Tuesday, August 14, 2012

Vigil of the Assumption and Transfer of Learning

You would think that the Assumption, being a holy day of obligation, would have the same number of Masses being said as on a typical Sunday.  But I haven't run across this happening.  Instead, I usually run across two and occasionally three.  Typically it's the daily Mass time offered and a vigil on the day before or day of in the evening.

The problem with limiting people to two options is thus:  it runs into one of the following breakfast, nap, lunch, dinner, or bed time.  Normally I leave a child at home and go by myself but Hubby had other obligations so I didn't have much of a choice.  I had to bring the minions so I picked the lesser of two evils and went with Mass during dinner.

Let's just say it didn't go over well.  Let's just say that I like cry rooms and that the couple who was there was more than welcome to leave if they felt the noise level, the constant banging on walls/mirrors, kicking, running back and forth, etc etc was getting to them.

At one point, the other mom leaned over and told HB that the mirror was made of glass and if he kept hitting it it might break and a very sharp piece of it could cut him and make him bleed.

While it was certainly nice of her to try, toddler's are not very good at a concept called Transfer of Learning (or meaning full learning or dialogic learning either).  They are far better equipped to learn that broken mirrors hurt you from a previous experience.  To ask a toddler to associate broken glass from say a bottle hurting you and also a mirror hurting you, well that's Transfer of Learning and he simply won't get it.  Neither will dialogic learning (or learning through dialogue).  I could tell him that it hurts but unless he experiences for himself he won't learn.  It's how HB learned that closing a drawer with his fingers curved downward instead of held up led to some sore fingers.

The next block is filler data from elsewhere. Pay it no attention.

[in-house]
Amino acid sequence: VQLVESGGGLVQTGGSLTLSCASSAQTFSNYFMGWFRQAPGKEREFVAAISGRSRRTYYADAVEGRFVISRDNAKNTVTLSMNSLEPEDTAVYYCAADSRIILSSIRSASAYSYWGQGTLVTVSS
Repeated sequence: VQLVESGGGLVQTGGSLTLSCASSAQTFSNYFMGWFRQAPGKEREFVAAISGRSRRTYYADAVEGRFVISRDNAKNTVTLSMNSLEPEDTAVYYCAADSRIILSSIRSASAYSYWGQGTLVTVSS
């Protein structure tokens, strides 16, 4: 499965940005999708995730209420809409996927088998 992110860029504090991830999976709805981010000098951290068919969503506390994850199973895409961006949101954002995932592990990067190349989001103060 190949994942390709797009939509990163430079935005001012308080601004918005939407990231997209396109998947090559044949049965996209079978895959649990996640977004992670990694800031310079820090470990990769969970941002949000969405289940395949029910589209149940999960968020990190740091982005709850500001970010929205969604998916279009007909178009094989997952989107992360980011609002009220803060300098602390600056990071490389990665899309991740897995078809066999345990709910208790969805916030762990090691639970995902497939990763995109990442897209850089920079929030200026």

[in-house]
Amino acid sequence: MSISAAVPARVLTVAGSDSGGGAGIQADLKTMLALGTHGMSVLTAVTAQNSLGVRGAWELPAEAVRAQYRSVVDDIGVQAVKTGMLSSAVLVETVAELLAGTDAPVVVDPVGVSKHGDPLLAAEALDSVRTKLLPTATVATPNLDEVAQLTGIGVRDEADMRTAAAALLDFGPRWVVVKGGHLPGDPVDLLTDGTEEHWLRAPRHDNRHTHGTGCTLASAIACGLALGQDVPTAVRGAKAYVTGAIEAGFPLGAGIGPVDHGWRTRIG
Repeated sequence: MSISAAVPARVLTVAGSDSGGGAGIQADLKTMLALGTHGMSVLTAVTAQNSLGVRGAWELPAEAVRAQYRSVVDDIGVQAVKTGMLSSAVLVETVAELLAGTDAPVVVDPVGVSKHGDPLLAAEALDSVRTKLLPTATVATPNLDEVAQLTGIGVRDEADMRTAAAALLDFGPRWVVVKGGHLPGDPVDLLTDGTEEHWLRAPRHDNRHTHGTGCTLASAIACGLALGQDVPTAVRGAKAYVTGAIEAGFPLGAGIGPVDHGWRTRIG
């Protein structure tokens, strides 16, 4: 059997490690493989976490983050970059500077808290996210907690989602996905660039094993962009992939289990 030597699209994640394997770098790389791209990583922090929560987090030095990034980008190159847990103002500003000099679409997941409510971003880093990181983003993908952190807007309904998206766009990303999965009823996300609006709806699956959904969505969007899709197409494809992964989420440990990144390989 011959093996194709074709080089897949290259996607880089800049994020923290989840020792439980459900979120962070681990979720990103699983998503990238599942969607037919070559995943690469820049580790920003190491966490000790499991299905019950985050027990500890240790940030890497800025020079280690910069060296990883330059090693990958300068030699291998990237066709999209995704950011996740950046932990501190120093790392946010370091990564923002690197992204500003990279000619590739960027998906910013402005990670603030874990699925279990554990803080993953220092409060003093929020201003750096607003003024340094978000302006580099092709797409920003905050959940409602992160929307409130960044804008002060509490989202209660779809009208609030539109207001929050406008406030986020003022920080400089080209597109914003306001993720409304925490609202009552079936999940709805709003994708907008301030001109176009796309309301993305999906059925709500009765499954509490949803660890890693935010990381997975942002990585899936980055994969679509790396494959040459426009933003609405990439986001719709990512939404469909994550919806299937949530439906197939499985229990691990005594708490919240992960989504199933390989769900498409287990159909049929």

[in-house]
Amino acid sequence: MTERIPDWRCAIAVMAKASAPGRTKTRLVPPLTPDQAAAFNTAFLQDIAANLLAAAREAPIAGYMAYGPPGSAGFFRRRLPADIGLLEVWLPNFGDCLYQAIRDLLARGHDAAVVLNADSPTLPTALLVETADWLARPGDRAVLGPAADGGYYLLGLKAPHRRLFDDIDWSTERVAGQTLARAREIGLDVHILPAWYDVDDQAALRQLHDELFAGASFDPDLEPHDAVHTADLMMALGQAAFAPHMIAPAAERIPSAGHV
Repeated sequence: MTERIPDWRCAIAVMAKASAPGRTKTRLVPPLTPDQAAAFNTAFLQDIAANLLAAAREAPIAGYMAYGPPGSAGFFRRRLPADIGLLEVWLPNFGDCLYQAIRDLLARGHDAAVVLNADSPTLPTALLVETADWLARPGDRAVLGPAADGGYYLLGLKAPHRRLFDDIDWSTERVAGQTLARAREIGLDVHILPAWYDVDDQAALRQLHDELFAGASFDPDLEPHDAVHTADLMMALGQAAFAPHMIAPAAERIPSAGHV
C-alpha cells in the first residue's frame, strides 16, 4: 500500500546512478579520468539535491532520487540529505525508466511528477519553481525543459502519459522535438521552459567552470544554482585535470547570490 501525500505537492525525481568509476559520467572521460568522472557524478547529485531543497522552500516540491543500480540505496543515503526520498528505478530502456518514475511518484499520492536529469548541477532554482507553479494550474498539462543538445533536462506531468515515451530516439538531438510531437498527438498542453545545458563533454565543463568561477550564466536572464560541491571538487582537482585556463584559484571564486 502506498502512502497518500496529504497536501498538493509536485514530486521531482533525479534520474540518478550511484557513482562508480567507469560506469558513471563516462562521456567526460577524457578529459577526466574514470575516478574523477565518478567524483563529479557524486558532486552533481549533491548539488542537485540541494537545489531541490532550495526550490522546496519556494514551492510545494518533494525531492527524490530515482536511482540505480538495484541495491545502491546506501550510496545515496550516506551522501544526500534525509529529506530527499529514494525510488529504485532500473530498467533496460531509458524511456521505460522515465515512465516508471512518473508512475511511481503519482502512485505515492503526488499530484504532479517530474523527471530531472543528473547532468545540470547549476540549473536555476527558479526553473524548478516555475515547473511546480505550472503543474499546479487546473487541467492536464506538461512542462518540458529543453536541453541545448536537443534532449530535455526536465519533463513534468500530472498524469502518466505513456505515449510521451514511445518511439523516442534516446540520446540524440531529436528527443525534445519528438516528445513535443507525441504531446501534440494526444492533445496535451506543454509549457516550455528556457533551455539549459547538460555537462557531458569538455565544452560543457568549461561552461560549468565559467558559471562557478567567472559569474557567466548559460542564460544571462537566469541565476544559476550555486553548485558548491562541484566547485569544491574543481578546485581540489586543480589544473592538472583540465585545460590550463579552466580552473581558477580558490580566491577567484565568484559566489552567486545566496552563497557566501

And yet, we adults seem to think that toddler's and young children should get it.  The only thing you can do is 1) wait for it to actually happen like with the chocolate pudding so now he's experienced episodic learning meaning he knows hot isn't good on your skin  or 2) inflict some other sort of uncomfortable thing like time out or something so that he learns should he try he has a different type of consequence.  Number two doesn't work so well in the middle of Mass.

I suppose that's the frustrating part of being a parent.  But here's something to consider...children learn better through experiences and play.  Often times we schedule experiences but forget the play part.  So while it seems like nothing to you it's actually really important for them to manipulate things on their own.

Fortunately he didn't break the mirror before Mass was over. 

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